Pat Lefemine's Link
Regular ag beans, deer loved them. Plenty of pods, used from start to finish. Hard to mess beans up. Broadcast rye grain into them at leaf turn, hard to beat it for a late season food source.
Nice plots Pat, thanks for sharing.
Would love to see you test out some of the newer high diversity blends using regenerative techniques like roller-crimping. I know you’re always looking for possible tweaks to your soybean plots- would be great to see you try the buffalo method of planting the beans into crimped rye or one of the new “crimp ahead” seed blends that are popping up more and more.
Using a lot of the varieties that worked well for you in the past, I made the switch to no-till organic plotting last year and was amazed by how well some plants did that I had struggled with in the past. I could never get brassicas to grow decent bulbs using conventional ag practices and even when I did the deer didn’t eat them- but last year using the hancocks deer greens overseeded into standing beans, peas, and oats, I had phenomenal success with brassicas and they browsed heavily from October-January.
Considering how hard your plots get hit now, I can only imagine what kind of results you would see at the farm if you went to high diversity no-till and how much insight we could gain into these methods if you tested reported the findings.
I planted less than 3 acres last year and feel I was right at the outer limit of getting by without a legit roller crimper. I used a combination of foot crimping board (looks like the thing used to make crop circles), the smooth side of a chain harrow, quad tires, and a lawn roller. Best results came from smooth side of a weighted chain harrow but I also didn’t really care if some of the spring planting stood back up.
Knowing that I was working with rocky silty soil with very low organic matter, my plan was to try and get as much biomass as possible in the spring and summer ahead of the fall planting that I relied on thru hunting season.
I attached a picture of the fall grains and greens that were broadcast into what was left of the summer beans. After just one round of spring and summer plantings that were terminated and left in place, the soil was already much darker and richer than it was the prior fall when my brassicas didn’t produce at all.
It was normal to see 8-10 deer in this plot for 6-7 hours out of the day.
In addition to heavy use from the deer and more than one visit by black bears caught on camera, a flock of turkeys moved on to the property for the first time in 20 years according to the landowner.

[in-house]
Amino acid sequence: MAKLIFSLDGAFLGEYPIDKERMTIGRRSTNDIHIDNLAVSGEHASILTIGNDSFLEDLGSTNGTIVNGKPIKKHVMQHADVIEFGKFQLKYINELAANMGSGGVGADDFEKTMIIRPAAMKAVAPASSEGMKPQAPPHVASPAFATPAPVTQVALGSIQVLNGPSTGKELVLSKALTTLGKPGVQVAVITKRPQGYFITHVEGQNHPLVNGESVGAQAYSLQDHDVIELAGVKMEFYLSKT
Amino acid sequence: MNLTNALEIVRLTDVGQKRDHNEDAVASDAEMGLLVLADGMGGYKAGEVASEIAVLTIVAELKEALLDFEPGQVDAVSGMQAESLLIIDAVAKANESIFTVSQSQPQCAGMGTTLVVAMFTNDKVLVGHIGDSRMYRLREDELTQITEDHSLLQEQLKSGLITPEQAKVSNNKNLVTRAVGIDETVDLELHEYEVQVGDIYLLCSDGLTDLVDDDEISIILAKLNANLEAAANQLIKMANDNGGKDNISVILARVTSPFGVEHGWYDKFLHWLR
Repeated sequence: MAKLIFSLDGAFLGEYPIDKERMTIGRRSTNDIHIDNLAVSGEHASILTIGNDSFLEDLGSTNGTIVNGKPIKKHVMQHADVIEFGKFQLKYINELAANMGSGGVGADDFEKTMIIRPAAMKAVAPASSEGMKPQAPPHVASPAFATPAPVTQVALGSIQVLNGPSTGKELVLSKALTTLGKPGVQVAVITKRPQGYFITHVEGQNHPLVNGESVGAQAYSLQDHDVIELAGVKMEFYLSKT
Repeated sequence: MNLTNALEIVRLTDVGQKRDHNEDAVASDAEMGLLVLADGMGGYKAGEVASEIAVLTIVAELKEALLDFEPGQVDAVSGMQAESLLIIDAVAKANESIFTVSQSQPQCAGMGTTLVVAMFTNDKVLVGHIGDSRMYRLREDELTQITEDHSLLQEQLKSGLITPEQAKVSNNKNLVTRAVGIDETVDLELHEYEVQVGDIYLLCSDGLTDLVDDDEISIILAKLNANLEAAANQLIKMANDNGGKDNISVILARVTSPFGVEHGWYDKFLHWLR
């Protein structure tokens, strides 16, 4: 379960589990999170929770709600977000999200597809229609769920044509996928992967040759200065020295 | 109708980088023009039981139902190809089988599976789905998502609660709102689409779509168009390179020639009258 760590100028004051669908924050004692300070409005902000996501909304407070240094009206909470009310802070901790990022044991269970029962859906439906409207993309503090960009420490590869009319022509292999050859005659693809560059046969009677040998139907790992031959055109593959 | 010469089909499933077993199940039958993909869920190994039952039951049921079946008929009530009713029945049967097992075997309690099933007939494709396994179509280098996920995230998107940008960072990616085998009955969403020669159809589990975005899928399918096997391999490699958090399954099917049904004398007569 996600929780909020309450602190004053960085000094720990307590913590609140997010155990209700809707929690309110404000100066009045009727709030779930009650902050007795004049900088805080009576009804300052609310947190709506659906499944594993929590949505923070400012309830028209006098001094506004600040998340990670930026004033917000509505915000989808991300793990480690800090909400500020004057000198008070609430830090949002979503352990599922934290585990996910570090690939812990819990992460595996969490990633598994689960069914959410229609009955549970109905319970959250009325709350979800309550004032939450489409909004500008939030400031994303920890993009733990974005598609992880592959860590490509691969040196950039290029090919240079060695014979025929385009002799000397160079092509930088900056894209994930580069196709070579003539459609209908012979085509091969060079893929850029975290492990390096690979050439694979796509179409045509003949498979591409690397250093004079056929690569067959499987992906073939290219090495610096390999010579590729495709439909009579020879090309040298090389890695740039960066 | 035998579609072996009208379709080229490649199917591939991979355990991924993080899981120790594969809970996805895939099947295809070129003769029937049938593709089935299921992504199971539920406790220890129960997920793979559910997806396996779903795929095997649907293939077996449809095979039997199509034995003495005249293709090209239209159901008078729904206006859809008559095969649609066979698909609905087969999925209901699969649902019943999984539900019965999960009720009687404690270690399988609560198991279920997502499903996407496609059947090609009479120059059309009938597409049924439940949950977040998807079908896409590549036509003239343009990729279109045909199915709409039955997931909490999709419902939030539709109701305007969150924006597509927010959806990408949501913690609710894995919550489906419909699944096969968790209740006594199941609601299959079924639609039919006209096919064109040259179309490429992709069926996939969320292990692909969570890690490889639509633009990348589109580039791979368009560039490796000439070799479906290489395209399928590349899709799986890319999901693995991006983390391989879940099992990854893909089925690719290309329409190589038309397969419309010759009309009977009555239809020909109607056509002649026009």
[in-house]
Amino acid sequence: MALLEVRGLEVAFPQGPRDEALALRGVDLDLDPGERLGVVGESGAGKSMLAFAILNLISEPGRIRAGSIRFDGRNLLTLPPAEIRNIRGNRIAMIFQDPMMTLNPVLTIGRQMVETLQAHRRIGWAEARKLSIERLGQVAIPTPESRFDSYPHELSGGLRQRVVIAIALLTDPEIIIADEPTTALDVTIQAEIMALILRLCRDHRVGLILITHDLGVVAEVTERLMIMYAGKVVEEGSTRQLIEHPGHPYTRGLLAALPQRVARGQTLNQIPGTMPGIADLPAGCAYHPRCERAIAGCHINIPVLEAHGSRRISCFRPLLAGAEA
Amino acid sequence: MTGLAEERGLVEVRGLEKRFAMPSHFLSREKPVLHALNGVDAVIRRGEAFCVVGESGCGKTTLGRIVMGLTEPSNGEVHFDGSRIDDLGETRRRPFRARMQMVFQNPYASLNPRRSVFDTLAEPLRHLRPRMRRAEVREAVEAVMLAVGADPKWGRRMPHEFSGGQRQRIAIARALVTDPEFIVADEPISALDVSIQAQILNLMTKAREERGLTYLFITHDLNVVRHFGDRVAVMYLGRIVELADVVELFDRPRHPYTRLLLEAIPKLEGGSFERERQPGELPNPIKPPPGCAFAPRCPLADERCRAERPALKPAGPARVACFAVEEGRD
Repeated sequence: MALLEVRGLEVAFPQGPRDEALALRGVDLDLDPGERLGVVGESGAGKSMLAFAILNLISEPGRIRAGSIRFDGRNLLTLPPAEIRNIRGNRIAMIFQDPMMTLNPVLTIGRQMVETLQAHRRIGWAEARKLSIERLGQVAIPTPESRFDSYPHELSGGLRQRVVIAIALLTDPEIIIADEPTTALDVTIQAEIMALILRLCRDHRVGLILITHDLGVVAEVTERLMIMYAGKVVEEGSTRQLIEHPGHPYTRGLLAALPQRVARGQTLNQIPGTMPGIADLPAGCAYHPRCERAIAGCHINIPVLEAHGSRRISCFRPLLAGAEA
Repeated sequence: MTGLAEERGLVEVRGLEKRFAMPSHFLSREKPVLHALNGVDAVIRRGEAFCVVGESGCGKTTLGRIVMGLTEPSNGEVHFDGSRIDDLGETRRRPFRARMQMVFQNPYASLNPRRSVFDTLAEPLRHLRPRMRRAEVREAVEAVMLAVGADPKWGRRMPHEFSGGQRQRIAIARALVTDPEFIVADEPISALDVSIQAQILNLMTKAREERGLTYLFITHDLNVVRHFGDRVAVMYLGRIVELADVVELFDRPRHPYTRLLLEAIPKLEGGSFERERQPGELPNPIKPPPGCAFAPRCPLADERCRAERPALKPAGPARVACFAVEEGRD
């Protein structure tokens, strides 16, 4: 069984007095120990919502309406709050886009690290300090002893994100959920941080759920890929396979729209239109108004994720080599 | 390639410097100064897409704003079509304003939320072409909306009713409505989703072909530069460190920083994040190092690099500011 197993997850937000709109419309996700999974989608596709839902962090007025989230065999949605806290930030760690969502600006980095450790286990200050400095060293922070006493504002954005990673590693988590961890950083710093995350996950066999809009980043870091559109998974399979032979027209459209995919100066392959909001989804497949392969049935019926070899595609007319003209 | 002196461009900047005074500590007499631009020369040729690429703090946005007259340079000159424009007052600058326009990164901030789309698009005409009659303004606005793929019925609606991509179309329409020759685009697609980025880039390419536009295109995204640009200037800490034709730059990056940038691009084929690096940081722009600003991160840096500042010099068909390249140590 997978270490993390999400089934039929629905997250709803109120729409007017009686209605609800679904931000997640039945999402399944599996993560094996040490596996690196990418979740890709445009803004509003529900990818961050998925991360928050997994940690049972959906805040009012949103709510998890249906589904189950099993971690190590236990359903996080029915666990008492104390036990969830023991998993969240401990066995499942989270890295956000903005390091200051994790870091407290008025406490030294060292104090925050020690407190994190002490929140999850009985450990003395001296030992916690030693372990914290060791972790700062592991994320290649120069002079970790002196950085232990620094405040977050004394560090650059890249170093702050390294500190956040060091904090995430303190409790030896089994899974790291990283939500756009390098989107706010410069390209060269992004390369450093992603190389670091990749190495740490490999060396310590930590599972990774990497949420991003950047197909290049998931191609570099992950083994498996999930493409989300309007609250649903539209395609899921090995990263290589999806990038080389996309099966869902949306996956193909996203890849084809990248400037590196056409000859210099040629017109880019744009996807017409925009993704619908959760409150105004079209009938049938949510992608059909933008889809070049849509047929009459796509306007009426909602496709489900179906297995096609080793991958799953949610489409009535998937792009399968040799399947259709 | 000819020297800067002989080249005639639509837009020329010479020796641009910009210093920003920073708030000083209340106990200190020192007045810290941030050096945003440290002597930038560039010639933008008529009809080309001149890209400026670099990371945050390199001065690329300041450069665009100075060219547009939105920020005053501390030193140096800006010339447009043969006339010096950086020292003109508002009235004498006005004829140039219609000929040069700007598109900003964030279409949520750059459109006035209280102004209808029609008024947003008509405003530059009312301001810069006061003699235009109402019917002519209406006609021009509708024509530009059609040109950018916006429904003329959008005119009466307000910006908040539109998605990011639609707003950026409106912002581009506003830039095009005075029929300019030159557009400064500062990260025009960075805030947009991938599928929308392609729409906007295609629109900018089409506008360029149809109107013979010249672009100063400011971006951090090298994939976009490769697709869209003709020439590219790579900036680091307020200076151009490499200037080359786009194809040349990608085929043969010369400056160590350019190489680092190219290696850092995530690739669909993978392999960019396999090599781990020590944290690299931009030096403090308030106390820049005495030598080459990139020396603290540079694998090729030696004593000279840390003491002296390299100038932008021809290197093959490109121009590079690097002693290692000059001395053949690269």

Didn’t end up harvesting a buck off of this lease last year but had several nice bucks on the property.
Really looking forward to seeing how things progress this year!
Besides suppressing weeds with allopathic plants or canopy you are also not turning the soil to bring up weeds in the seed bank.
I think I am all set on equipment as my father in law has all of the equipment that I might need in the way of a bunch of tractors tractors between 25 and 75 horsepower, and numerous grain drills, sprayers, plows, cultipackers, etc. Plus, he is always willing to work together on farm projects so I don't think getting him to help will be an issue.
Thanks again for the great information. I hope to add some photos this summer/fall.
Here’s an 8’ crimper. It’s only $4,800! You can get a 6 footer for about a grand less. I saw a “MacGyvered” homemade 4 footer atv one, that a guy built out of a salvaged oxygen tank, on YouTube as well. Might be a fun project to try building out in the shop for next winter.
Lots of ag around me and little snow this year or they would have been stripped by now.
If you want to see the Goliath Crimper being used in conjunction with a Genesis No Till Drill Growing Deer TV on You Tube with Grant Woods uses it in what they call the "Buffalo system". Some of their ground in Missouri is very rocky but with a cover crop I don't think it is an issue. I would guess that if you don't have a drill you could Throw and Crimp if you have a cover crop.
And if the plot is small or it’s a blend with a variety of seed sizes, I still just walk around broadcasting.
Please keep all of us posted. Thanks.
What I would really like to see you guys test on the deer builder property is the attractiveness over time of some the newer high diversity mixes compared to monocrops- something like drop tine reload mixes or eagle seeds smorgasbord.
After my results last year, I’m a believer that the whole is greater than the sum of the parts when it comes to the attraction of high diversity plots but would like to see if others experience the same thing and no one does it better than you guys.
I highly recommend the practices and ideas on this thread. They work wonderfully on our place, is good at building soil, and is really a cheap way of doing things. I love not having to buy fertilizer anymore!
This also helps to not over seed plants like brassicas.
Pat, have you ever thought of doing a side-by-side test plot on GMO vs nonGMO varieties to determine if there is a preference?
I am curious of what other think?
Seeding with lime applications would tend to be accurate, in my opinion.
This is a 1/4 acre ridge top plot on a 65 year old strip mine spoil pile. pH going in 4.9. Made on application of 1000#'s pellitized lime in Sep 2019 and 1000#'s spreadable pulverized ag lime in Feb 2020 (month of this picture) aka 2 tons per acre split apply.
This is the plot in Aug - I mowed in Jun and Aug, no other herbicides applied.
I plant multi species plots rather than mono cultures. BFT in my experience is sharecroppers alfalfa.